Perjury could be generally defined as lying related to a judicial proceeding. If you are discovered to be lying to the court, it could not just harm your chances at trial, but it is also a criminal offense in Massachusetts.

What is Perjury?

For the prosecution to prove perjury, they have to show that the defendant was lawfully required to tell the truth relating to a judicial proceeding, or required to take an oath or affirmation, and:

  1. willfully and intentionally;

  2. made a false statement or affirmation;

  3. material to the matter in question.

Is Perjury Different Than Lying?

Perjury is more than just lying. Perjury is lying to the court, and considered a crime against public justice. Generally lying is not a crime, lying is part of everyday life for some people, and for the most part is considered protected free speech. However, providing a false statement on an official document, lying under oath, or lying to law enforcement officers can carry penalties.

What Judicial Proceedings are Subject to Perjury?

It is not only in the courtroom, or in giving testimony before a grand jury that a person can be charged with perjury. Depositions taken under oath in civil court matters are also subject to perjury.

Perjury in Writing

A false written statement can also be considered perjury, if it contains a declaration that is is made "under penalty of perjury." If a written statement contains willfully false material statements, the signer can be guilty of perjury.

Subornation of Perjury

Persuading someone else to commit perjury is punished as perjury. Even attempting to persuade someone to commit perjury is punishable by up to five (5) years in prison.

How is Perjury Proven?

Perjury can be established by proof that a defendant, while under oath, made irreconcilably contradictory declarations material to the point in question. If some material statements given under oath contradict each other, then perjury is demonstrated.

Can You Retract a Perjured Statement?

Often times, a declaration that constitutes perjury can be corrected. If the person making the declaration admits to the false declaration, they will not be prosecuted for perjury, so long as:

  1. the declaration has not substantially affected the proceeding, or

  2. the falsity has not yet been exposed, and not clear that it will be exposed.

Accidental Perjury

If at the time the person made a false declaration, they believed their statement to be true, this is a defense to a perjury charge. Or, if the false declaration was the result of a good faith mistake or error, this is also a defense.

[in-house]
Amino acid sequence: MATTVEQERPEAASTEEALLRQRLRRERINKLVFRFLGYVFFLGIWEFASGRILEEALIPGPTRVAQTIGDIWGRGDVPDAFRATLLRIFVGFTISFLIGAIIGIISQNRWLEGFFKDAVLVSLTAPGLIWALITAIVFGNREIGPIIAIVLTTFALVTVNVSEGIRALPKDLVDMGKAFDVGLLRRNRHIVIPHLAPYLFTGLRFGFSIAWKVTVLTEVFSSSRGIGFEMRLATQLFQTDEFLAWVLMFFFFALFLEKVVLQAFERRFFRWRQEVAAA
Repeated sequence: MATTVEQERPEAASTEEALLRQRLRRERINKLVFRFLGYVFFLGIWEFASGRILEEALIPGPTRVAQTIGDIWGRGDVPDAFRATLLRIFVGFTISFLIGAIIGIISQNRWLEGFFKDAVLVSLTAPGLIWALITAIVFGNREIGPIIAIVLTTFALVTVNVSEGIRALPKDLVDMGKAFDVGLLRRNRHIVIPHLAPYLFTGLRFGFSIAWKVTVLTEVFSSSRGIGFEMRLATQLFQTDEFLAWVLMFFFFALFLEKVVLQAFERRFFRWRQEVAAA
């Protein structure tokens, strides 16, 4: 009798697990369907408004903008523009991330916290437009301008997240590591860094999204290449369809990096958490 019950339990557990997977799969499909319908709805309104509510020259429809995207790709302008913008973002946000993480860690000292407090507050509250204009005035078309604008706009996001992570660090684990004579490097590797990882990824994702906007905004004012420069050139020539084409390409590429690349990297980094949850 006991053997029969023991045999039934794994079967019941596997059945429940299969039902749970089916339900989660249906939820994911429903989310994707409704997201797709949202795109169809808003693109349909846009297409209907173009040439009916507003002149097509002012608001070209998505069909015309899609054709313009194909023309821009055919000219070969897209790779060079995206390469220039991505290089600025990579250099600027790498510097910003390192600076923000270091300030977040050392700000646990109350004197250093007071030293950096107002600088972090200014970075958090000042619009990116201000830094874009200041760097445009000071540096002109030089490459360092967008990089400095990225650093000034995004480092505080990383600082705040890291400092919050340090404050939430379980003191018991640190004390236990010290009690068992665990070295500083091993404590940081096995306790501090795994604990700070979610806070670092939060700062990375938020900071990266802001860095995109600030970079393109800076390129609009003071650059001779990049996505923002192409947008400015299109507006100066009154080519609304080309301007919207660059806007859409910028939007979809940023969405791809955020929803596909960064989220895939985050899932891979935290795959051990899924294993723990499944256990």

What are the Penalties for Perjury?

Perjury is a criminal offense under both Massachusetts and federal law. Penalties for perjury will depend on the underlying criminal trial. Most charges for perjury are punishable by imprisonment for up to twenty (20) years, and a fine of up to $1,000. However, perjury in relation to a capital case can carry a potential life sentence.

How to Avoid Being Charged for Perjury?

Not making a false or inconsistent statement in a judicial proceeding may be the easiest way to avoid charges for perjury. In some cases, saying nothing may be the safest option. An experienced criminal defense lawyer can best advise you on when it is your best interest to cooperate, and when it may be in your best interest to claim the Fifth Amendment privilege against self-incrimination.

Perjury in Civil Court Cases

Perjury can also be charged in civil cases. A skilled attorney can challenge perjured statements and testimony through cross-examination, or through a motion to strike.

Testifying Before an Investigation

Even testifying during an investigation where you are not being charged may expose you to perjury charges. It is advisable to contact an attorney before being questioned by corporate of government investigators. Deciding how much to cooperate can be a critical decision, which could help resolve the situation or further expose you to criminal and civil liability.

Lawyer Correcting Perjury

Just like anyone else, lawyers cannot make false statements before the court. However, their Rules of Professional Conduct further require them to "take reasonable remedial measures," if their client gives material false statements that the lawyer knows is false.

This generally means that a lawyer will try to keep their client from committing perjury, and question the client so as to avoid allowing a perjured statement.

Defenses to Perjury

As above, timely correcting a false statement may bar prosecution. Additionally, a defense to perjury is if the statement was made as a good faith mistake or error. Understanding when to exercise the Fifth Amendment privilege can further protect against false or inconsistent statements.

An attorney experienced in defending clients before criminal proceedings and investigations will be able to clarify the issues facing a client. If charged with perjury, a skilled lawyer can identify the elements required for the prosecution to prove their case, and defend their client in court.

At Dhar Law, LLP, our committed attorneys have years of experience representing clients charged with perjury and other criminal charges. If you are facing charges or an investigation, or have any questions about perjury, please contact our offices.